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England head coach Trevor Bayliss admits James Anderson's fitness is a worry ahead of the Boxing Day Test against South Africa.
Anderson had scans on his right calf in Pietermaritzburg on Tuesday having experienced discomfort and tightness for the past week.
The 33-year-old, England's leading Test wicket-taker, is crucial to the touring side's prospects in the four-match series and will be waiting nervously for the results, which have been sent back to England for analysis.
He has bowled just five competitive overs on tour and played no part in the final thee-day warm-up against South Africa A, leaving a maximum of two net sessions - on Christmas Eve and Christmas Day - to get back up to speed.
"Unfortunately Jimmy's had a little bit of a tight calf muscle. We're just waiting on some test results there and hopefully we'll know in the next day or two," said Bayliss.
"It's a concern. He hasn't been able to bowl a lot of overs on this tour...he has bowled overs though so whatever it is it's not a terribly bad one."
With just two days between the first and second Tests, one of which involves travelling from Durban to Cape Town, Anderson would seem a long shot to feature in both.
England are increasingly mindful of his workload and may blanch at the prospect of committing him to the possibility of 10 days cricket out of 12.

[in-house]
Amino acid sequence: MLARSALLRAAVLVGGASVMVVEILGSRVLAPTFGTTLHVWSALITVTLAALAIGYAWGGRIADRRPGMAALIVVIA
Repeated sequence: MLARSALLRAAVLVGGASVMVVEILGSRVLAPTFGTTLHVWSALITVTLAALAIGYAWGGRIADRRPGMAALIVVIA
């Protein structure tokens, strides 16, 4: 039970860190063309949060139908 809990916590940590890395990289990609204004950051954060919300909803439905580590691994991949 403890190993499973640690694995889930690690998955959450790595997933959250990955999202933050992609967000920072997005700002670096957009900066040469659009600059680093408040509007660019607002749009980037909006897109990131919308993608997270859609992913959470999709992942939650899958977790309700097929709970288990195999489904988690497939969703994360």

But, as Bayliss was keen to point out, they have coped without their leading light emphatically in the recent past.
When a side injury ruled him out of the decisive Ashes Test at Trent Bridge in August, Stuart Broad shouldered the responsibility in stunning fashion on his way to career-best figures of eight for 15.
Australia were bundled out for an embarrassing 60, the urn was secured and fears over an Anderson-less attack swiftly dissipated.
"It's always a concern if your leading bowler or leading batter misses a game but the last time he missed one we did pretty well so you never know," said Australian Bayliss.
Chris Woakes is on standby to replace Anderson, having impressed with both his pace and control in the early stages of the tour.
Uncapped left-armer Mark Footitt would offer variety but after a nervy showing against an Invitational XI in Potchefstroom and a brief bout of cramp in Pietermaritzburg, would represent a risk.
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